The prostate is a small-walnut-sized gland in a man which produces seminal fluid. This seminal fluid helps in the nourishment and transportation of sperms. Cancer in a man’s prostate occurs when the cells start growing out of control. If it is not detected in the early stages, then it might spread to the entire body, which will seal the death of the person.

Therefore, it becomes extremely essential to identify the different stages of prostate cancer based on their symptoms. This will help in entailing early treatment and care.

How prostate cancer can be detected:

Be it any kind of cancer, it does not occur over the night. It is an extremely long process, developing over many years. Similarly, in the case of prostate cancer, the cells are growing out of control over many years and the cancer is finally detected when:

  • When the cells invade the nearby tissues.
  • It starts spreading to other lymph nodes and vessels. This is a very common case among many people.
  • When it travels to different tissues through the transportation of blood.

Once you realize that you have prostate cancer through its symptoms, out of which, difficulty in urination is most common, your doctor will test which stage of prostate cancer you have. This is determined through biopsy, that is, taking a small number of cells from the affected area in your body, which is your prostate.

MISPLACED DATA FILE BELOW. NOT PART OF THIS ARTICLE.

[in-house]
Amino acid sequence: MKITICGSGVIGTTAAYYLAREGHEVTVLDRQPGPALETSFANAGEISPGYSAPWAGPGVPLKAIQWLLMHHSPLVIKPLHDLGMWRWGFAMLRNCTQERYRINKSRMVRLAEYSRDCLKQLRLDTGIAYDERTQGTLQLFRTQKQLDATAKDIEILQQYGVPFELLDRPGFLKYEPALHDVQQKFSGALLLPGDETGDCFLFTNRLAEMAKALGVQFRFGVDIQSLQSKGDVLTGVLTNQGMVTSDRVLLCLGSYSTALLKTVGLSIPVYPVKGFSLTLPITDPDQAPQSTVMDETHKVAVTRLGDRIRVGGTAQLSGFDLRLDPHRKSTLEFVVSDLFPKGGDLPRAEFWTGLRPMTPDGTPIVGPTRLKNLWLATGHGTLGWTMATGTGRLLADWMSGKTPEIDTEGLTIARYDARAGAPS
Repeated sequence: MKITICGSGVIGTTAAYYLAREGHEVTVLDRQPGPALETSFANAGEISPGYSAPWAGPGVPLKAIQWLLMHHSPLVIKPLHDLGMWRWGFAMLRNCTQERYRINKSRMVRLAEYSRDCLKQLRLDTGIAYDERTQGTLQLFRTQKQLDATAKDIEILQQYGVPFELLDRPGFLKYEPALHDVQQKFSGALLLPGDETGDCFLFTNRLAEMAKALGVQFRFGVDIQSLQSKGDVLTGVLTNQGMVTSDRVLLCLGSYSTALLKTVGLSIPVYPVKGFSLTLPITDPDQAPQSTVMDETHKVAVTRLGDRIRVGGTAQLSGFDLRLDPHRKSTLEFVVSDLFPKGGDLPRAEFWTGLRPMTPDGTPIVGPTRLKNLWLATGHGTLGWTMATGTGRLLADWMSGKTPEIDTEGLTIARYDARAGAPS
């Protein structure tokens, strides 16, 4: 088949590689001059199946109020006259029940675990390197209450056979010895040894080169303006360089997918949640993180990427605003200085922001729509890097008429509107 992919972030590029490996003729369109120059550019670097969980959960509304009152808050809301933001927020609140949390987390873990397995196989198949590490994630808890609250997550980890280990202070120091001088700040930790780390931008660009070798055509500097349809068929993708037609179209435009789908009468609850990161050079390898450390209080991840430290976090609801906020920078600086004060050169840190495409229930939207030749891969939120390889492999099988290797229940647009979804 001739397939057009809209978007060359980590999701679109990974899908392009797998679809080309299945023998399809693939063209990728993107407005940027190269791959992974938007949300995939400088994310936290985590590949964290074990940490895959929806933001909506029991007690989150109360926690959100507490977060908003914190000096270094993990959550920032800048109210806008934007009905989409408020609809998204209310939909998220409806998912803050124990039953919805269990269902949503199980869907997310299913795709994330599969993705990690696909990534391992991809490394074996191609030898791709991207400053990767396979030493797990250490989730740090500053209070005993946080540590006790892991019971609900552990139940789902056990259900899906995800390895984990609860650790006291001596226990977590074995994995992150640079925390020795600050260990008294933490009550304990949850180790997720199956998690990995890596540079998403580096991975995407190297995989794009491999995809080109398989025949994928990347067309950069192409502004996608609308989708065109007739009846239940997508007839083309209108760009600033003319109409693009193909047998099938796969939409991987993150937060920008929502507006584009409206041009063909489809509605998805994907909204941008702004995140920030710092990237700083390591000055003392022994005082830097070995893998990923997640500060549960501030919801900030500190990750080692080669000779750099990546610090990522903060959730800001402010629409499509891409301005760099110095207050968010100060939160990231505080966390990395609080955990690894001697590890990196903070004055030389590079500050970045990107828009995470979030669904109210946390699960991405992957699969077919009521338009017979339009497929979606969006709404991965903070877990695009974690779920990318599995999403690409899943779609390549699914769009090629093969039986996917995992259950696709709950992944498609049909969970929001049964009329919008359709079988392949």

The tests that help to figure out the prostate cancer stages include a rectal examination, transrectal ultrasound, MRI of the prostate, conducting surgery to examine the lymph nodes in your pelvis, CT scan of the pelvis to check whether cancer has spread, prostate-specific antigen test (PSA) and nuclear medicine bone scan to check whether cancer has reached your bones or not.

Stages Of Prostate Cancer,

What is Gleason Score and how is it used to grade the prostate cancer stages:

Cancer cells are the normal cells growing out of control. However, with the advancement of stages, they keep on changing and start to look different from the normal cells. The more different they look, the more harmful they are to your body.  

To determine the stages in your body, the most common method is to use the Gleason score method. It uses numbers from 1 to 5 to test the severity of cancer. If the cells fall under a lower number, they are similar to the normal cells, whereas if they fall under a farther number, they are more harmful and aggressive. 

Grade 1: Cancer cells are extremely similar to the normal cells of a man’s prostate.

Grade 2-4: In the category of 2 or 3, the cells are slightly different from the normal-looking cells, whereas, if they score 4, they are more harmful as they are significantly different from the normal prostate cells.

Grade 5: If the cancerous cells fall under this number, they are completely different from the normal cells.

Stages of prostate cancer:

Below mentioned are the different stages of cancer which are determined through several tests taken by the doctor. Based on the results, the doctor will know which stage your body has and accordingly will determine the treatment.